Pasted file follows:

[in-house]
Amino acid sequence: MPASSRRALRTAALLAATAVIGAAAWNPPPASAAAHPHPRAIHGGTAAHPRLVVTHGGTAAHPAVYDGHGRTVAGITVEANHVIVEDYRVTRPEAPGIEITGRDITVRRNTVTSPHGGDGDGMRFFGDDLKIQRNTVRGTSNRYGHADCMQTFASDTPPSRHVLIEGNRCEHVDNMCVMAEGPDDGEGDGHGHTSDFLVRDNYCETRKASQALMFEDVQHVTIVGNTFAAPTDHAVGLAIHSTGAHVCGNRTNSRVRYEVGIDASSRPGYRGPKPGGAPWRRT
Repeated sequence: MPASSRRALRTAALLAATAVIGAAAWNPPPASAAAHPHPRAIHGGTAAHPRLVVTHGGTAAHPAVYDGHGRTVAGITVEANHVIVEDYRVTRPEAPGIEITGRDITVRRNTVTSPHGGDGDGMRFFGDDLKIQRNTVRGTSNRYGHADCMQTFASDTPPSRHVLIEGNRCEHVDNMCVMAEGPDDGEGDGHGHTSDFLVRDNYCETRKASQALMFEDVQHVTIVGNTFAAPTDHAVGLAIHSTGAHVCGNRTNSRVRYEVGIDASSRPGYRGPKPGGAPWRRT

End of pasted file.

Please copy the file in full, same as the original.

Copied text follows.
[in-house]
Amino acid sequence: MPASSRRALRTAALLAATAVIGAAAWNPPPASAAAHPHPRAIHGGTAAHPRLVVTHGGTAAHPAVYDGHGRTVAGITVEANHVIVEDYRVTRPEAPGIEITGRDITVRRNTVTSPHGGDGDGMRFFGDDLKIQRNTVRGTSNRYGHADCMQTFASDTPPSRHVLIEGNRCEHVDNMCVMAEGPDDGEGDGHGHTSDFLVRDNYCETRKASQALMFEDVQHVTIVGNTFAAPTDHAVGLAIHSTGAHVCGNRTNSRVRYEVGIDASSRPGYRGPKPGGAPWRRT
Repeated sequence: MPASSRRALRTAALLAATAVIGAAAWNPPPASAAAHPHPRAIHGGTAAHPRLVVTHGGTAAHPAVYDGHGRTVAGITVEANHVIVEDYRVTRPEAPGIEITGRDITVRRNTVTSPHGGDGDGMRFFGDDLKIQRNTVRGTSNRYGHADCMQTFASDTPPSRHVLIEGNRCEHVDNMCVMAEGPDDGEGDGHGHTSDFLVRDNYCETRKASQALMFEDVQHVTIVGNTFAAPTDHAVGLAIHSTGAHVCGNRTNSRVRYEVGIDASSRPGYRGPKPGGAPWRRT